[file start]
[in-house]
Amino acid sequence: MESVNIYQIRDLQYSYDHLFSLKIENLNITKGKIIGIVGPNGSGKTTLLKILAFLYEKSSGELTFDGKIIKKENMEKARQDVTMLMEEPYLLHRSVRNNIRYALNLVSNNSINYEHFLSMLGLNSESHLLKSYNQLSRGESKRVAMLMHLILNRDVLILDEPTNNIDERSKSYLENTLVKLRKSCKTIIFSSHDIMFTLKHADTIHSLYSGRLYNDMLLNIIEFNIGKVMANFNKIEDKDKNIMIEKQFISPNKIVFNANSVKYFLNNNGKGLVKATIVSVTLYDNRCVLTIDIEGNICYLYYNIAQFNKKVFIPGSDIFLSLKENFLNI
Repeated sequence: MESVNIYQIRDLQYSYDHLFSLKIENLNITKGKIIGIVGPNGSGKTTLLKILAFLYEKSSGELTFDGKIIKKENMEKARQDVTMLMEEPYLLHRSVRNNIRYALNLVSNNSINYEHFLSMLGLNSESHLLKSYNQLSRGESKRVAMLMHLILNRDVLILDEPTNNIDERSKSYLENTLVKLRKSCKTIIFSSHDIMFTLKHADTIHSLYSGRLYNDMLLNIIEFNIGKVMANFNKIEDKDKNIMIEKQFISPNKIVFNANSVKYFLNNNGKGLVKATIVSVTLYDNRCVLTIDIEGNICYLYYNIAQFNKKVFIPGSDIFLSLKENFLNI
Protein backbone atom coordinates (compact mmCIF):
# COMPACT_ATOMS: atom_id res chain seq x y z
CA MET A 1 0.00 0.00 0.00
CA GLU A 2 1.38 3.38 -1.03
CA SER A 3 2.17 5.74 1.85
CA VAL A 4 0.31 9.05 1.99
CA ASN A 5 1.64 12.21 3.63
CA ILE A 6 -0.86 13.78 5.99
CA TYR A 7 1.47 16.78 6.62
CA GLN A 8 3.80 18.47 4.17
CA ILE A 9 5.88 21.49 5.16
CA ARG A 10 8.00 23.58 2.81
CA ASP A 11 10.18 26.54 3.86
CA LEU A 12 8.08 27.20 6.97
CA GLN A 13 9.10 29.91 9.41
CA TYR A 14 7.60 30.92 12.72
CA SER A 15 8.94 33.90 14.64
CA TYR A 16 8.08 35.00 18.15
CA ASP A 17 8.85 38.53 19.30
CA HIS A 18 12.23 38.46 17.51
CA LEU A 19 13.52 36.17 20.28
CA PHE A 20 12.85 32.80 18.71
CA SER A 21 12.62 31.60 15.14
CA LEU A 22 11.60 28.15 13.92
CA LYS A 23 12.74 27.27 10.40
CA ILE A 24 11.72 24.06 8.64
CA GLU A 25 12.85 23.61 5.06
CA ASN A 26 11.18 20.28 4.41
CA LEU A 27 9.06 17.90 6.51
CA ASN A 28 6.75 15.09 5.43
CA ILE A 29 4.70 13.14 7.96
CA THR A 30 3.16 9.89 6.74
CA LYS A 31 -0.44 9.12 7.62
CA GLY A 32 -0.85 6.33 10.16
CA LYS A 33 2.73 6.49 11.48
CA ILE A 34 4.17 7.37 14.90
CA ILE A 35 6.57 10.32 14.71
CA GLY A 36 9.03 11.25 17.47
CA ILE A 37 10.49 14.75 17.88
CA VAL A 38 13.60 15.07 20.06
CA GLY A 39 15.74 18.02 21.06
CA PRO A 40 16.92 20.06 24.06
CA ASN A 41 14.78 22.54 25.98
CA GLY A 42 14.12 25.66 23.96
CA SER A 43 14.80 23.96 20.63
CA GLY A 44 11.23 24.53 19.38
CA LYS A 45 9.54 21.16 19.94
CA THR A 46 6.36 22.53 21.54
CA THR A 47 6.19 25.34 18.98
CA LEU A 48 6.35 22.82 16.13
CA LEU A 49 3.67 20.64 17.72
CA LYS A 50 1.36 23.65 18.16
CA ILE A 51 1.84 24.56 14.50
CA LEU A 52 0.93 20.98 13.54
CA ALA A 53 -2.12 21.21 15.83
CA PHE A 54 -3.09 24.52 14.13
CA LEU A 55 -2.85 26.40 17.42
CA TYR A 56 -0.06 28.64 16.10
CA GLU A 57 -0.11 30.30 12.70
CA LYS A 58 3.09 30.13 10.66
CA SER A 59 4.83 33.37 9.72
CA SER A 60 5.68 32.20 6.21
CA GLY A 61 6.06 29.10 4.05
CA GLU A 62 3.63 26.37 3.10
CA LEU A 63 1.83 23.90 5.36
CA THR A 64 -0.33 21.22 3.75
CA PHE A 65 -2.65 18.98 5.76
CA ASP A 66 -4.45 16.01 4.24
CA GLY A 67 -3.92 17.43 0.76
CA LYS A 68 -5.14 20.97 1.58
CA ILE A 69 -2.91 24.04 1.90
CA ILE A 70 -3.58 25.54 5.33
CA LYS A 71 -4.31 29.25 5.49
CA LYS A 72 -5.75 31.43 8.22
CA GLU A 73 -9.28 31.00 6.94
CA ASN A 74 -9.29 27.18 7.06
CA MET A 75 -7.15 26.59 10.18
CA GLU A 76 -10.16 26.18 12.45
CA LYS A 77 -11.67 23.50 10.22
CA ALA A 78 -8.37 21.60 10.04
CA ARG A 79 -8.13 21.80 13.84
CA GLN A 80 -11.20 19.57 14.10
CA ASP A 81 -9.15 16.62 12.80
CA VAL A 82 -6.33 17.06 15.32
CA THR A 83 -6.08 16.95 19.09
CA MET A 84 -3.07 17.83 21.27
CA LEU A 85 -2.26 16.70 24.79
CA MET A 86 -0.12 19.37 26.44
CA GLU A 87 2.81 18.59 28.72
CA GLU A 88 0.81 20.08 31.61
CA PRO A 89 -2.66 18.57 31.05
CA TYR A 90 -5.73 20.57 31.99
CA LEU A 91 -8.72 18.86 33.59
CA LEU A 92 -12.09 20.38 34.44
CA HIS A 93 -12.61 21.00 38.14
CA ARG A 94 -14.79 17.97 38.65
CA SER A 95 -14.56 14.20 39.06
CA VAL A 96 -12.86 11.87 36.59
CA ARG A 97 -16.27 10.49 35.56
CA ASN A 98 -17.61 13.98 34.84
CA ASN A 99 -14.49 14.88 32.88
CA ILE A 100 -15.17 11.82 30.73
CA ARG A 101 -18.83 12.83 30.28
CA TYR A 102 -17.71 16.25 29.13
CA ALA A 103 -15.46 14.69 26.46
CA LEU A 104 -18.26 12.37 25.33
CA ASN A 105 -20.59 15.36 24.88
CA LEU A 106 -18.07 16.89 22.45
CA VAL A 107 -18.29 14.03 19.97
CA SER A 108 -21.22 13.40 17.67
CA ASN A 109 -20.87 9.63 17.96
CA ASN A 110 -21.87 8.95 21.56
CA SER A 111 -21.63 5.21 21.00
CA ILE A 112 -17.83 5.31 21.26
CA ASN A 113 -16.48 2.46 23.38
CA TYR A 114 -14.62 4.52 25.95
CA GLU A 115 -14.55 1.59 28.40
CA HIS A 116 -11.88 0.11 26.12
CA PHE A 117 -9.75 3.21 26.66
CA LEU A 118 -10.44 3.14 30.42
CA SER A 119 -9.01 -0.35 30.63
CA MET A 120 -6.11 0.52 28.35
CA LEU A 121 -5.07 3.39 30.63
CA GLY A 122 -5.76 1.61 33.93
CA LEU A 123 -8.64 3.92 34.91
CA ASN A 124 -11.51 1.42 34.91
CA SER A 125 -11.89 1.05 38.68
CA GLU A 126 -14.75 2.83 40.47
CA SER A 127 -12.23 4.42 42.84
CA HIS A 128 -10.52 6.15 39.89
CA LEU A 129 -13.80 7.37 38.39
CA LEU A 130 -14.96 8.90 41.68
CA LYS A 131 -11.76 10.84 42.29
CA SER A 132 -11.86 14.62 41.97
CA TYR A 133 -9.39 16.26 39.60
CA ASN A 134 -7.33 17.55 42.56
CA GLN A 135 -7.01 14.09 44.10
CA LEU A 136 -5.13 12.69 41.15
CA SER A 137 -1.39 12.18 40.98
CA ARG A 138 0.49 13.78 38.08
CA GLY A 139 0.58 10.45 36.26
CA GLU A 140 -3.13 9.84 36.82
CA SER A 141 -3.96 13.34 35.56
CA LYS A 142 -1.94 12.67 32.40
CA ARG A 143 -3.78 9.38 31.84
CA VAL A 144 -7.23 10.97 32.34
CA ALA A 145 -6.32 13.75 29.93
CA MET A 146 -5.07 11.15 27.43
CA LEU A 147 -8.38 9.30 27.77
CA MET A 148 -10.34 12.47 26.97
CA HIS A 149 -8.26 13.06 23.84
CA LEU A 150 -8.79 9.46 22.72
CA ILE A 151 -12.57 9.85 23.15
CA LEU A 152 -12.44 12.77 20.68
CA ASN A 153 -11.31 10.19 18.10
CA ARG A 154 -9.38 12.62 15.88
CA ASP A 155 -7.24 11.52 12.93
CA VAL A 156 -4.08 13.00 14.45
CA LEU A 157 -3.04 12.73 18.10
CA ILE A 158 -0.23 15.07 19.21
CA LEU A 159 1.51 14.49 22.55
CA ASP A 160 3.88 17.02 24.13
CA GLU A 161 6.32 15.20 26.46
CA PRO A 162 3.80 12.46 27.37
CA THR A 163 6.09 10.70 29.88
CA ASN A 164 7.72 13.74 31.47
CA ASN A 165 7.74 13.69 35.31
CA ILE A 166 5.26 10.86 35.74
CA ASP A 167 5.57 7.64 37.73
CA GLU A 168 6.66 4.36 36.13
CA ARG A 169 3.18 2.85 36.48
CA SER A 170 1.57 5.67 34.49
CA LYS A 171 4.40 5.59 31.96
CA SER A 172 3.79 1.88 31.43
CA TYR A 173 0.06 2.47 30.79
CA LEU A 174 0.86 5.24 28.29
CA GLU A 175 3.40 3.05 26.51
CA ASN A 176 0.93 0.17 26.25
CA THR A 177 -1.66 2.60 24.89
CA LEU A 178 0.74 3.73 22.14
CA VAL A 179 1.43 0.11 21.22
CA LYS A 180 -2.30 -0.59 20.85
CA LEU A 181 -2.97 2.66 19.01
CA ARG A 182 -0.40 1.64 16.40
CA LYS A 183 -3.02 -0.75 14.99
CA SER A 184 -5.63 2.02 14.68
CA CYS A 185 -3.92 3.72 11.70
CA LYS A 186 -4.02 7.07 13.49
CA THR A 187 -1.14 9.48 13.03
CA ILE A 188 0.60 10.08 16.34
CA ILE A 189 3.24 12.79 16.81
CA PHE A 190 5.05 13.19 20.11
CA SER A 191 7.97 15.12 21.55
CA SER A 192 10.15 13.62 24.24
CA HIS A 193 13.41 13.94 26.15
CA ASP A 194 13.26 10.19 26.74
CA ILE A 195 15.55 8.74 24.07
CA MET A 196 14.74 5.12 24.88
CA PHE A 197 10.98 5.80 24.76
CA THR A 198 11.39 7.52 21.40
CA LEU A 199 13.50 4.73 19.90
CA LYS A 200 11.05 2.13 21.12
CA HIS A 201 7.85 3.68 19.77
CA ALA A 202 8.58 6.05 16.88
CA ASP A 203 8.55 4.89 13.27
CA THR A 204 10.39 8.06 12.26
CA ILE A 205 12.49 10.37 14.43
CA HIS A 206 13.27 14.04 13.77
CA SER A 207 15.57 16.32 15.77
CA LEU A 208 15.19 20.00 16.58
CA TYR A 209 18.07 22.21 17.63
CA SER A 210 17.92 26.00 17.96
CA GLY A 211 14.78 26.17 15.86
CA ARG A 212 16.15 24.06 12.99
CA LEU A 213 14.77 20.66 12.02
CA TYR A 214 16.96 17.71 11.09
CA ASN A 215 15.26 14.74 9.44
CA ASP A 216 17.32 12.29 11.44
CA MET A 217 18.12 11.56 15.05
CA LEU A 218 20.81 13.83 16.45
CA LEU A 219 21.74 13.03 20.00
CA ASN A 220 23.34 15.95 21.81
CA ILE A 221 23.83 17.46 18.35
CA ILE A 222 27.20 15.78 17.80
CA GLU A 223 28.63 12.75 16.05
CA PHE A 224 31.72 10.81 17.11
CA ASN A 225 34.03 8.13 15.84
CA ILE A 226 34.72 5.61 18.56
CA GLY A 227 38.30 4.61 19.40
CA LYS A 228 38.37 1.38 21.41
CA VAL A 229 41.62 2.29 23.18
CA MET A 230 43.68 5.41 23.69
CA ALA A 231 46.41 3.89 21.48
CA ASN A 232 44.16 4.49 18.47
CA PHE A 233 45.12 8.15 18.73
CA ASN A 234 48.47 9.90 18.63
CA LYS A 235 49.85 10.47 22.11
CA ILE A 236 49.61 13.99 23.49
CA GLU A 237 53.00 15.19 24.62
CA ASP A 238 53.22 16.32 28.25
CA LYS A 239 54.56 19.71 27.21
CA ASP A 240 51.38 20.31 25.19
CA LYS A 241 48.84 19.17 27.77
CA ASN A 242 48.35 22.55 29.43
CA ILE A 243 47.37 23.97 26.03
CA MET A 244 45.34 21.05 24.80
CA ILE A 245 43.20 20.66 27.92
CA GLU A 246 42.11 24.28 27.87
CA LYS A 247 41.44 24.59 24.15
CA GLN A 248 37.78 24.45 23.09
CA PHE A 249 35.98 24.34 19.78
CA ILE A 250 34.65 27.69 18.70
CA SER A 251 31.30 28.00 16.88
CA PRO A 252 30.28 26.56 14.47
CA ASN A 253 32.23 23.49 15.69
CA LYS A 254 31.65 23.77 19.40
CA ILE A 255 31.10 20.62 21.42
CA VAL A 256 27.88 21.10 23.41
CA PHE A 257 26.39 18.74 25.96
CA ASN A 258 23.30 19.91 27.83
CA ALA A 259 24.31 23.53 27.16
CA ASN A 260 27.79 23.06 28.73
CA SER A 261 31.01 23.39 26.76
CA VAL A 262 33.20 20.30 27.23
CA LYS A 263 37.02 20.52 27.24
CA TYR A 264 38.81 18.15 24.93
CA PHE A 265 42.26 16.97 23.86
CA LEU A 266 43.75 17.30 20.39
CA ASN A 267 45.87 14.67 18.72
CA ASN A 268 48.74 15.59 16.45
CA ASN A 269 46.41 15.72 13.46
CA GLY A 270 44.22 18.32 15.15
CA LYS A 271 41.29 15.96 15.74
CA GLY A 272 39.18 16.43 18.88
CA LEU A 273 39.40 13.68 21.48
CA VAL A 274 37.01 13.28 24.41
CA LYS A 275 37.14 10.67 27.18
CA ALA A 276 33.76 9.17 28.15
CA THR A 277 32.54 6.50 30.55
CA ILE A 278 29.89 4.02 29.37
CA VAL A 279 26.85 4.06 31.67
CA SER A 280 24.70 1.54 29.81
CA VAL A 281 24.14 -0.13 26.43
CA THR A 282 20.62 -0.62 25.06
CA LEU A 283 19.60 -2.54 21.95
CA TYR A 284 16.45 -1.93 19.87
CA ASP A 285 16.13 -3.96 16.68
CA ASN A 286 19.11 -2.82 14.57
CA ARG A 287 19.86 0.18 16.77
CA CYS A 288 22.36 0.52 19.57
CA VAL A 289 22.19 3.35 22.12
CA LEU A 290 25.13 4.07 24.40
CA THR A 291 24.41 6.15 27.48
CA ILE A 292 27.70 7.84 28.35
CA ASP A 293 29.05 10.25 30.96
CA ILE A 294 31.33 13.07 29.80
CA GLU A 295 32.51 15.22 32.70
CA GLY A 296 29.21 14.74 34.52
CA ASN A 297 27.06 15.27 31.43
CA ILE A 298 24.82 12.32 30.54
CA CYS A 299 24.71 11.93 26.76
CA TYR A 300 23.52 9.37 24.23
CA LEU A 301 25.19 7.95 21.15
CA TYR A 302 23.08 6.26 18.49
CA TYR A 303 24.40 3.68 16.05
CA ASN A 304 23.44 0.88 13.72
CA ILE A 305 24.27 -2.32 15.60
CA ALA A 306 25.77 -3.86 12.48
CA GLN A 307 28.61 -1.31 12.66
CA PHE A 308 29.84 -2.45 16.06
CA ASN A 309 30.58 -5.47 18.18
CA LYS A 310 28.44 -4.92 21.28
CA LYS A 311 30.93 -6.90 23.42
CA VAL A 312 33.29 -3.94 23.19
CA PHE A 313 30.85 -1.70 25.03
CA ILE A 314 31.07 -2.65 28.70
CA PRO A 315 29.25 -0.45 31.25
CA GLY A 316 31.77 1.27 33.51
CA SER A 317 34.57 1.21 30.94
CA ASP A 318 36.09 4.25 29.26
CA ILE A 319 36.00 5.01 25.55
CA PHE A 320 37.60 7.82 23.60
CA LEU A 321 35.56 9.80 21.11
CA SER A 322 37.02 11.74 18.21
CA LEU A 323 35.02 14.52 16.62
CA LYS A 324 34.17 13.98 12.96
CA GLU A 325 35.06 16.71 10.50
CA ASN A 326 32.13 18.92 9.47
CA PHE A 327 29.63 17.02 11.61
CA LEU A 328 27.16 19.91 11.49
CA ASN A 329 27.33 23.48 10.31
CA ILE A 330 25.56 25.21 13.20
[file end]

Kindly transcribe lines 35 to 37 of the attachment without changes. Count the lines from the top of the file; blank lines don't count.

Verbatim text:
CA THR A 30 3.16 9.89 6.74
CA LYS A 31 -0.44 9.12 7.62
CA GLY A 32 -0.85 6.33 10.16